JROTC Going to the Academic Bowl Competition!

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Photo by Mary O’KEEFE CVHS JROTC juniors and members of the Academic Bowl are heading to final competition in Washington, D.C. From left are Sunghoon (Jerry) Jung, Grace Kim, Yeren (Clara) Lee and Samuel Park.

Photo by Mary O’KEEFE
CVHS JROTC juniors and members of the Academic Bowl are heading to final competition in Washington, D.C. From left are Sunghoon (Jerry) Jung, Grace Kim, Yeren (Clara) Lee and Samuel Park.


It has been a year of firsts for the Crescenta Valley High School JROTC – the first time they will compete in the Air Force National JROTC Drill Championship Series in Daytona, Florida, the first time the Junior Eagles Camp (an outreach project provided for Rosemont Middle School students) was held and (the cadets just recently found out) – it’s the first time the cadets have made it through the first two phases of competition in the Academic Bowl and will be going to the final competition in Washington, D.C.

“There were 255 teams at first. That was narrowed down to 155 and then, in the third round, down to the final eight,” said Sgt. Billie Smith, JROTC mentor, of the Academic Bowl.

The 2016 Air Force JROTC Academic Bowl Championship will be held in Washington, D.C. The eight remaining AF JROTC teams will be coming from around the nation.

During the two preliminary rounds, the students were tested on their knowledge of JROTC curriculum as well as English, math and science.

“The [Academic Bowl] is a competition, which tests a team of cadets on leadership and military information, and also on other academic information such as reading comprehension, grammar, science, math and current world affairs,” said Samuel Park, one of the Academic Bowl team members.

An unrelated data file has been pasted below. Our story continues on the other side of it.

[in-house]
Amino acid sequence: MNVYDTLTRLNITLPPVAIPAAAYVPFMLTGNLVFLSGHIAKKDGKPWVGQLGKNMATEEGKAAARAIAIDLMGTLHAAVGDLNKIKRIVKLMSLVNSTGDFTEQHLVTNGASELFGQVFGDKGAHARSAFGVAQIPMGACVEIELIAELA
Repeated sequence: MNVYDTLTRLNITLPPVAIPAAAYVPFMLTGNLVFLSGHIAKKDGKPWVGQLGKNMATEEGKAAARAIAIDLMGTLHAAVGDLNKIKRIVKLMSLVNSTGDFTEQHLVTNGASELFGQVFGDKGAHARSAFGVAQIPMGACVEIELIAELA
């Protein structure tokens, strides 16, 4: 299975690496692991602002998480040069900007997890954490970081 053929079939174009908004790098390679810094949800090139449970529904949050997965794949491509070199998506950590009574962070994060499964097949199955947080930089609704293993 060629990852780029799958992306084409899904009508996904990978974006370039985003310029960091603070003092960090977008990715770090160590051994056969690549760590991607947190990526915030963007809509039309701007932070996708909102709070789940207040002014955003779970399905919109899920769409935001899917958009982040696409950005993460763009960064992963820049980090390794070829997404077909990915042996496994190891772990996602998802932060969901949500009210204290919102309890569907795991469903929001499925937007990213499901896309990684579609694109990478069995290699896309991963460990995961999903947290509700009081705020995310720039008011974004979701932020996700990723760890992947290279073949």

Park, with fellow juniors Yeren (Clara) Lee, Grace Kim and Sunghoon (Jerry) Jung, comprise the academic team. Park and Kim had competed last year and made it to the second round but no further. This year they went all the way to the top competitive field.

When they got the word they made it, the cadets at first couldn’t believe it.

“Then we were super excited,” Kim said.

The questions touched on subjects from the STEM (Science, Technology, Engineering and Math) curriculum as well as global current affairs.

“It’s like school,” Park said. “And since we are all preparing for SAT and ACT [tests] we were [already studying those areas].”

The team is composed of students from advanced placement calculus, science and biology classes.

“I think one thing we did differently this year was cooperate with each other,” Park said. “And an extra year of learning helped.”

“I think because we also have experience,” Kim said.

Even though they were prepared, it still was not easy.

“Some of the questions were tricky,” Lee said.

Now the team will prepare for the series final competition rounds in Washington, D.C. CV will face off against other teams from the Air Force JROTC. Then the winning team from the Air Force JROTC will compete against the winning teams from Army, Navy and Marine JROTC programs until one final, overall winner is named.

Not surprising, Lt. Col. Dave Worley, mentor, and Smith are beyond proud of their cadets. The team is bolstering each other now and looking for ways to give back after leaving the program, one reason the middle school program was started.

“We were brainstorming ideas of fundraising, recruitment and retainment … I wanted something that helped with all three,” said Peter Shin, co-founder of Junior Eagles Camp.

Shin and co-founders Helen Choi and Julie Ha came up with a three-day camp called Junior Eagles. It gave Rosemont Middle School kids a chance to try out JROTC before coming to CVHS.

“We thought it would be more effective if we just go and show them [our program] and let them experience it for themselves,” Shin said. “We developed this camp where our cadets would act as mentors.”

The camp goers learned the basics of ceremonies involving the American flag, including how to fold the flag, but one of the most exciting and popular things the kids got to do was to work with the flight simulator that is part of the JROTC program.

\The cadets hope this type of outreach will not only educate younger kids on what their program is about but also to increase JROTC membership.

“Our biggest [hurdle] we have is having more contact with our whole school and community. A lot of people, even here at school, don’t know what we do,” Choi said.

That notion will most likely change after two trips to national competitions.

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